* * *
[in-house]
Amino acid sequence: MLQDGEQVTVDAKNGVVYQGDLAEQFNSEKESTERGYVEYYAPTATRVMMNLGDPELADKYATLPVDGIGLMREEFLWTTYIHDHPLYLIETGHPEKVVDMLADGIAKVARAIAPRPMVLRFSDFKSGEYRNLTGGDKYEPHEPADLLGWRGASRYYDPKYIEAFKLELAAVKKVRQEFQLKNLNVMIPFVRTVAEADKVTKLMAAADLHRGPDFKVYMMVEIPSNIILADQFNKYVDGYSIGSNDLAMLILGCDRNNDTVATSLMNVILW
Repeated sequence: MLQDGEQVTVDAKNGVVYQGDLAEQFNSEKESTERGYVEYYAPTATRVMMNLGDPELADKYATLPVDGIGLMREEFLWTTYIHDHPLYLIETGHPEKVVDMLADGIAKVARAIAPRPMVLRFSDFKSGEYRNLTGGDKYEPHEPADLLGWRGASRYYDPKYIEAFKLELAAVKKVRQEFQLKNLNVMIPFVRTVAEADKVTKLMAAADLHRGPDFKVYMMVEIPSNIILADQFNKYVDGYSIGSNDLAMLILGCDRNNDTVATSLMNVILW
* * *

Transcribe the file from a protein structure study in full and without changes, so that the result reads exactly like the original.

[in-house]
Amino acid sequence: MLQDGEQVTVDAKNGVVYQGDLAEQFNSEKESTERGYVEYYAPTATRVMMNLGDPELADKYATLPVDGIGLMREEFLWTTYIHDHPLYLIETGHPEKVVDMLADGIAKVARAIAPRPMVLRFSDFKSGEYRNLTGGDKYEPHEPADLLGWRGASRYYDPKYIEAFKLELAAVKKVRQEFQLKNLNVMIPFVRTVAEADKVTKLMAAADLHRGPDFKVYMMVEIPSNIILADQFNKYVDGYSIGSNDLAMLILGCDRNNDTVATSLMNVILW
Repeated sequence: MLQDGEQVTVDAKNGVVYQGDLAEQFNSEKESTERGYVEYYAPTATRVMMNLGDPELADKYATLPVDGIGLMREEFLWTTYIHDHPLYLIETGHPEKVVDMLADGIAKVARAIAPRPMVLRFSDFKSGEYRNLTGGDKYEPHEPADLLGWRGASRYYDPKYIEAFKLELAAVKKVRQEFQLKNLNVMIPFVRTVAEADKVTKLMAAADLHRGPDFKVYMMVEIPSNIILADQFNKYVDGYSIGSNDLAMLILGCDRNNDTVATSLMNVILW